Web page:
If you are just getting into dressing old dolls and want to do it right, this reprint of dolls from the catalogs of the era is a super resource. While most of the illustrations are drawings, the descriptions give lots of information on what materials are used and what accessories the dolls might have come with. There are some name brand dolls ( such as Shirley Temple-Ideal) but also many “catalog dolls”. The catalogs of the era liked to buy unmarked dolls ( and sometimes even marked) and give them their own unique catalog name such as “Sunshine” . Doll makers such as Effanbee, Ideal, Horseman sold dolls in the department stores like Sears and Monygomery Ward, but this book is from the Sears catalogs. It has dolls such as Tickle Toes, Patsy Family, and others. You may be able to find the identity of your unmarked doll here, or you may find one with the same style and description and year it was sold, to help you know what the original clothes looked like.
There are dexcriptions of unnamed dolls that may fit the “mystery doll” you are trying to dress– such as a celluloid or metal head doll. The pictures and descriptions can help you figure out when your doll was made, and how it came dressed, so you can dress it in appropriate heirloom quality clothes.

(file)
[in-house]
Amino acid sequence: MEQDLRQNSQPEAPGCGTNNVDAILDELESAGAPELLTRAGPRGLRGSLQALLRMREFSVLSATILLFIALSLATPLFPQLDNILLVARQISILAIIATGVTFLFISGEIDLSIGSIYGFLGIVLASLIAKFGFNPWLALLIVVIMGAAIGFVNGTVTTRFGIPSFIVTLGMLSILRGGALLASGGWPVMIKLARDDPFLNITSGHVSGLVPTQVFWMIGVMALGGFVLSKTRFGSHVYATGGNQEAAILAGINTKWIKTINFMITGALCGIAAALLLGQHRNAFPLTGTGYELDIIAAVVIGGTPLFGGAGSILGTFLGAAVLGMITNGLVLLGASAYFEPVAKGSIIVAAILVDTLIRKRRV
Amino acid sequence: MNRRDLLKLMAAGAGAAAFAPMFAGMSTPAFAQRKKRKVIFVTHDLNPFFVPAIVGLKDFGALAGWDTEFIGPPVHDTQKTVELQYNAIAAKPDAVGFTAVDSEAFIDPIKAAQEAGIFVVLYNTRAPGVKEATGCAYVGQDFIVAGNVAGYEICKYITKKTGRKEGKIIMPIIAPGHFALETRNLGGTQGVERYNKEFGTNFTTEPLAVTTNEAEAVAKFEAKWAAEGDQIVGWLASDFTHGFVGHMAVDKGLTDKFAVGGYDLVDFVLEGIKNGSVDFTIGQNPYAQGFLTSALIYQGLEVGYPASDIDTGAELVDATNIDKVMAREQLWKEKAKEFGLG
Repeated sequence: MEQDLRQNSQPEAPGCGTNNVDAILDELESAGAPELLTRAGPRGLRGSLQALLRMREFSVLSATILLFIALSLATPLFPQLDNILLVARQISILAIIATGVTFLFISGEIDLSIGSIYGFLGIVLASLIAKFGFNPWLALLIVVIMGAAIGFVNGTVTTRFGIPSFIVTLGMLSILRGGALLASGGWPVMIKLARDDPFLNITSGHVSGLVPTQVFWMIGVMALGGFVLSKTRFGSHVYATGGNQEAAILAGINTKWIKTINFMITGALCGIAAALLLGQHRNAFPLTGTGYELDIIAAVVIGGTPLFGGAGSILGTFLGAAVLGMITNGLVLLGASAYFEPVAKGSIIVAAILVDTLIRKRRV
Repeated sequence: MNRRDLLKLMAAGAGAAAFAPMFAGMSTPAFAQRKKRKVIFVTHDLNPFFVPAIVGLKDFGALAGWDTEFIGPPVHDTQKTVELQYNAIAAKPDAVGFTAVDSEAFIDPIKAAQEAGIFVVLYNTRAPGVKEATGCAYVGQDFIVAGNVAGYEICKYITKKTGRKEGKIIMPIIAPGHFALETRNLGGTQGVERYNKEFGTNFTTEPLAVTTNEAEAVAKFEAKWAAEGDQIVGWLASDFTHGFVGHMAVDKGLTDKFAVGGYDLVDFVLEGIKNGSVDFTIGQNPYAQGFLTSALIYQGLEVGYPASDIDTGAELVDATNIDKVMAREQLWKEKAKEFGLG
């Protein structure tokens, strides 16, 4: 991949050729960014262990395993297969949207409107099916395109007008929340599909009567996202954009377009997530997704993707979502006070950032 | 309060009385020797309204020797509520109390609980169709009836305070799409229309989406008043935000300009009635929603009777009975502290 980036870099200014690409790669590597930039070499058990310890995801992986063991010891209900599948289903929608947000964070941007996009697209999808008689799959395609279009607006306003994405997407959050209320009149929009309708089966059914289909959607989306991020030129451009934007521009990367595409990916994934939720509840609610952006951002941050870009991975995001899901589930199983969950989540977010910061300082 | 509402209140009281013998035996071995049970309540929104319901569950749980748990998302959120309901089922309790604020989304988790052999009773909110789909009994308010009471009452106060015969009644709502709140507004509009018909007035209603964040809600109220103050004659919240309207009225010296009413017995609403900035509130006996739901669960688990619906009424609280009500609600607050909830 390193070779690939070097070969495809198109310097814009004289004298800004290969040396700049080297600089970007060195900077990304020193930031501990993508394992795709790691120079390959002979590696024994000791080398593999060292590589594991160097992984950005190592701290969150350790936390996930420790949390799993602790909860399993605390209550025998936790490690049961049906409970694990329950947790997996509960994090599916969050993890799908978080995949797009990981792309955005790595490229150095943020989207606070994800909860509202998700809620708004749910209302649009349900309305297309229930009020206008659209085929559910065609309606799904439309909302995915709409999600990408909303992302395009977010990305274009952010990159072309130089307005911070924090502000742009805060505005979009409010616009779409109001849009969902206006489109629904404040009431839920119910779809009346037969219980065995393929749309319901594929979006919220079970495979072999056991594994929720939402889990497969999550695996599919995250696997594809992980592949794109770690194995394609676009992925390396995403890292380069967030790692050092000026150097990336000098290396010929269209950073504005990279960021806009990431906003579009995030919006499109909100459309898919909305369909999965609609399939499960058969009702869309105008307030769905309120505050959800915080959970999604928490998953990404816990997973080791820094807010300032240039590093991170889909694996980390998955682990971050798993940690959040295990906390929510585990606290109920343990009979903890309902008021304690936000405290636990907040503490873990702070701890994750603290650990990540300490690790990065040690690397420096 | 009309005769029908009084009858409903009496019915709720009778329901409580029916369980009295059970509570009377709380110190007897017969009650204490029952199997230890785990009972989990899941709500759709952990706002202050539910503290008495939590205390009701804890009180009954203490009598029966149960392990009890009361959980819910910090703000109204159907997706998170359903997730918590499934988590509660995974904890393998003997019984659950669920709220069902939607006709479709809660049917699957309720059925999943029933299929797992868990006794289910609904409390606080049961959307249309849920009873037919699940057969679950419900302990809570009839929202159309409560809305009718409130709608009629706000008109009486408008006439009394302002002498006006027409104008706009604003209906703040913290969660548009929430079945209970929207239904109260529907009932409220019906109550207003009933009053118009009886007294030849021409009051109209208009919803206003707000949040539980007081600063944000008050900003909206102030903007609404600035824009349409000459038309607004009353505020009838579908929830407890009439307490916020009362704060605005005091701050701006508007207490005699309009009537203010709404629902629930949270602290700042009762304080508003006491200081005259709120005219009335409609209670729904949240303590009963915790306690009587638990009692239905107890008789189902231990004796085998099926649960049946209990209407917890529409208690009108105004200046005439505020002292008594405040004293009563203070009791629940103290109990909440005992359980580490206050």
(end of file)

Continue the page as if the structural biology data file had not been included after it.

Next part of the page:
I love the description of the fabrics and styles of the clothing! It is like a journey back in time— when the Christmas catalogs would come, and my sisters and I would sit down and look at them for hours, dreaming of what we might find under the tree. If you want to make beautiful, authentic doll dresses for dolls of this era, you will love it too. When I did doll clothes sewing seminars, this was one of the books I gave to the students.